1. Air B’N’B/ Stayz/the short term rental industry in general have attracted considerable media attention in Victoria and Australia over the last several years.
2. Attempts to curb the ability of apartment owners/tenants to let their property out by short-stay accommodation arrangements had proved largely unsuccessful in the Victorian Building Appeals Board, Victorian Civil and Administrative Tribunal, the Victorian Supreme Court and the Court of Appeal. For example, see: Owners Corporation PS 501391P v Balcombe  VSC 384, an appeal to Riordan J from VCAT, which concluded that Owners Corporations could not prohibit short term leasing. See also Genco & Anor v Salter & Anor  VSCA 365, an appeal to the Court of Appeal from (originally) the Building Appeals Board, relating to an attempt by the City Of Melbourne to allege that the use of apartments for short stay arrangements was a breach of the Building Code.
3. However, see Swan v Uecker  VSC 313 in which the landlord was actually successful, arguing the tenant was in breach of the lease by sub-letting to ‘Air B’N’B.
4. I wrote a 3 part blog about this issue in August 2016 (see: https://melbournepropertylaw.blogspot.com/2016/08/).
5. In late 2018, the Victorian Labor Government introduced amendments to the Owners Corporations Act, 2006 in an attempt to give Owners Corporations the power to regulate these types of arrangements. Act No 34 of 2018 received Royal Assent on 14 August 2018. The Act came into effect on 1 February 2019.
6. Among other things, the Act establishes a complaints procedure relating to short-stay accommodation.
7. The new provisions purport to allow complaints to the relevant owners corporation about a breach by a short-stay occupant of the conduct proscriptions applying to short‑stay accommodation arrangements.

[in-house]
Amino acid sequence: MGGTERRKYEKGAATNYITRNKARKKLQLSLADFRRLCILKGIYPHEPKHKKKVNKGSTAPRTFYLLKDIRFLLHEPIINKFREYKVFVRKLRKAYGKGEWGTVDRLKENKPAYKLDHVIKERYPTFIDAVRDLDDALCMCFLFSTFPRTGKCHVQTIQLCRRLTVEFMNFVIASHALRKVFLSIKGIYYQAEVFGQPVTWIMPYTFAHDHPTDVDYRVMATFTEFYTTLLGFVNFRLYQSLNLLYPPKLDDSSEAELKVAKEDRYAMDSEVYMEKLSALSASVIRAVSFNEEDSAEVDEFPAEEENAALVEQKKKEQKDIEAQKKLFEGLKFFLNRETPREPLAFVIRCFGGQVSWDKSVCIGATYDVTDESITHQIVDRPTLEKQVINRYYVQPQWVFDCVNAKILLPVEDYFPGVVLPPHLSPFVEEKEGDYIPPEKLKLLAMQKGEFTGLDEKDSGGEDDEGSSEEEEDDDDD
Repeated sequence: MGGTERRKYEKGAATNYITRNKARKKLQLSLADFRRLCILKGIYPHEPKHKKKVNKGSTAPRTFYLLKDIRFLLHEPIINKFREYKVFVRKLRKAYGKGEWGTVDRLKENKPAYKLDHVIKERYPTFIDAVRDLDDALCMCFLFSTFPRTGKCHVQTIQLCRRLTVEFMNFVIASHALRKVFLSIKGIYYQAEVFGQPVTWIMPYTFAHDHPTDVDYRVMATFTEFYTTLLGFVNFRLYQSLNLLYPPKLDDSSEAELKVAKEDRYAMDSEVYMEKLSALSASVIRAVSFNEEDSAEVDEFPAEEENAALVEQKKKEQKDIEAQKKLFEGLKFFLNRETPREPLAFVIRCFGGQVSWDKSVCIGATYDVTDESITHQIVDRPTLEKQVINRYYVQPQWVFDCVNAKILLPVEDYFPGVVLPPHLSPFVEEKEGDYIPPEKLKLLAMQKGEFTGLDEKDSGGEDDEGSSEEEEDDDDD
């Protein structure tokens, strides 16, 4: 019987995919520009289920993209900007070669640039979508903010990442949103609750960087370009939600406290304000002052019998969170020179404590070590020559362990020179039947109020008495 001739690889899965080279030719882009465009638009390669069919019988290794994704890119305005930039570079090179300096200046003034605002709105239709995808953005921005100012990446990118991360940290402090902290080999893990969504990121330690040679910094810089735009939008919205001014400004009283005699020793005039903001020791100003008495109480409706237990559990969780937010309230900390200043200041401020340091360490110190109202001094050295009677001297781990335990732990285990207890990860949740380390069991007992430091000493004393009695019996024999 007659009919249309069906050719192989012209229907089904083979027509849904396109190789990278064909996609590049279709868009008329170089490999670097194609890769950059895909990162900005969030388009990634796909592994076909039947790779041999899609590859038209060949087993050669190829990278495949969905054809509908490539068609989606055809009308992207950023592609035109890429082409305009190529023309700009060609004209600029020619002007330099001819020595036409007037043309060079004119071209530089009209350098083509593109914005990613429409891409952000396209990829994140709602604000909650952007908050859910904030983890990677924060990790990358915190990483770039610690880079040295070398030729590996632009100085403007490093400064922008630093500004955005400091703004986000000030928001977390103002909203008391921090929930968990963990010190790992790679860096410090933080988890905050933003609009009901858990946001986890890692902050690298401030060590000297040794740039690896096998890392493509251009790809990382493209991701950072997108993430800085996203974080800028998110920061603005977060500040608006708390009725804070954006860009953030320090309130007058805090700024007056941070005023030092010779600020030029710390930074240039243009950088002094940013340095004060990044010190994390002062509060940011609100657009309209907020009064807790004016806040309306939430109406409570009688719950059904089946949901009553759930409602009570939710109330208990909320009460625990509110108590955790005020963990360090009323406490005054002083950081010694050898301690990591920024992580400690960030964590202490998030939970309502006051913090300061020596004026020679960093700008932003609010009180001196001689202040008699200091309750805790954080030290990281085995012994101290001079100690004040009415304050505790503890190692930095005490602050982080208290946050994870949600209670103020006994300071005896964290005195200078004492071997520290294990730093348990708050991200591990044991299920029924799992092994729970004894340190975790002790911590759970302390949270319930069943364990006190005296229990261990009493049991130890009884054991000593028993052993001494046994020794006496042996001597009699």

8. The relevant conduct proscriptions include —
a. Unreasonably creating noise likely to interfere substantially with the peaceful enjoyment of another lot;
b. Behaving in a manner likely to interfere unreasonably and substantially with the peaceful enjoyment of another lot;
c. Using a lot or the common property so as to cause a substantial hazard to the health, safety and security of any person or an occupier;
d. Unreasonably and substantially obstructing the lawful use and enjoyment of the common property by an occupier or a guest of an occupier; and
e. Substantially damaging or altering a lot or the common property, intentionally or negligently.
9. If an owners corporation decides to take action in respect of a complaint, it:
a. Must give notice in writing, specifying the alleged breach and stating that the breach must be rectified; and
b. May apply to VCAT to resolve a short-stay accommodation dispute in relation to the breach.
10. Under the new Section 169, VCAT may make any order it considers fair including one or more of the following orders—
a. A prohibition order under section 169D (preventing the future use of the premises for short term accommodation arrangements);
b. A loss of amenity compensation order under section 169E;
c. An order for a civil penalty not exceeding $1100 under section 169G; and
d. Any applicable order that VCAT may make under section 165.
11. The owners corporation must report to the annual general meeting in relation to the number of complaints made; the nature of the complaints; the number of matters on which action was taken under this Division; the nature of the matters in respect of which action was taken; and the outcome of each action.
12. It will be interesting to see how successful the amendments are.
13. I believe there are some relatively large scale short stay operators in Melbourne, whose businesses may be affected (severely) by the legislation, and as a result who may attempt to overturn the legislation as unconstitutional. For example, there does not appear to be any compensation available to those operators whose businesses are severely impacted by the amendments to the legislation.
Hayden Starke Chambers